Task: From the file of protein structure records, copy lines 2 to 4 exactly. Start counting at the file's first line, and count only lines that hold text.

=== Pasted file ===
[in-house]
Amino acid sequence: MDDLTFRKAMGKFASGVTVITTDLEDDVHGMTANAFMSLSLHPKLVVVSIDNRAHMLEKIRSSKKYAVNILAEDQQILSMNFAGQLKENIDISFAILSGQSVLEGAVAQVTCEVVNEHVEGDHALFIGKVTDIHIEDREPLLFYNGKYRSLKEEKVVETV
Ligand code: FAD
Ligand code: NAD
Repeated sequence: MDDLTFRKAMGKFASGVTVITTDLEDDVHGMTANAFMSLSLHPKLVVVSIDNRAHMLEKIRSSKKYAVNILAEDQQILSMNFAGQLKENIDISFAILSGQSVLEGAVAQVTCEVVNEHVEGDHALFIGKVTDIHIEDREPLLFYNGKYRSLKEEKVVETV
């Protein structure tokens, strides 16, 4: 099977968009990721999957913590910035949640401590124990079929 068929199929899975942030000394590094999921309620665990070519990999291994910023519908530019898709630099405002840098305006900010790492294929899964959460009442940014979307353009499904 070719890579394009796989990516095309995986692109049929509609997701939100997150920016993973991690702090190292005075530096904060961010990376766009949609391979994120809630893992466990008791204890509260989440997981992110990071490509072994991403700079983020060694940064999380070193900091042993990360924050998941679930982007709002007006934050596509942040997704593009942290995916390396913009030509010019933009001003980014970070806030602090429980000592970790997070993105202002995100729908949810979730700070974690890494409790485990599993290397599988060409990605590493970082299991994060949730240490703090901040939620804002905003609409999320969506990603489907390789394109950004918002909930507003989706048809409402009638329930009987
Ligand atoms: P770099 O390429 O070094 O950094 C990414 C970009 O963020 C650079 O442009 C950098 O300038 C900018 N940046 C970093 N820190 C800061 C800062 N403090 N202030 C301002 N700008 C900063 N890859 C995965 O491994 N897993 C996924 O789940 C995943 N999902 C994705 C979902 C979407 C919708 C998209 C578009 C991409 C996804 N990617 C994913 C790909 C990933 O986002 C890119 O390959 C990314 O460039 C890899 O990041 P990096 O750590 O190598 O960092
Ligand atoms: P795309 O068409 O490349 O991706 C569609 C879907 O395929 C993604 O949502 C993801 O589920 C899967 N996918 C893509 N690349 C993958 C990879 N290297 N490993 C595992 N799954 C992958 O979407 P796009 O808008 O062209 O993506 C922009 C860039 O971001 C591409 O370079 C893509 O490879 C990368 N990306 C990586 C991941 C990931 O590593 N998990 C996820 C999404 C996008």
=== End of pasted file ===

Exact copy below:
Amino acid sequence: MDDLTFRKAMGKFASGVTVITTDLEDDVHGMTANAFMSLSLHPKLVVVSIDNRAHMLEKIRSSKKYAVNILAEDQQILSMNFAGQLKENIDISFAILSGQSVLEGAVAQVTCEVVNEHVEGDHALFIGKVTDIHIEDREPLLFYNGKYRSLKEEKVVETV
Ligand code: FAD
Ligand code: NAD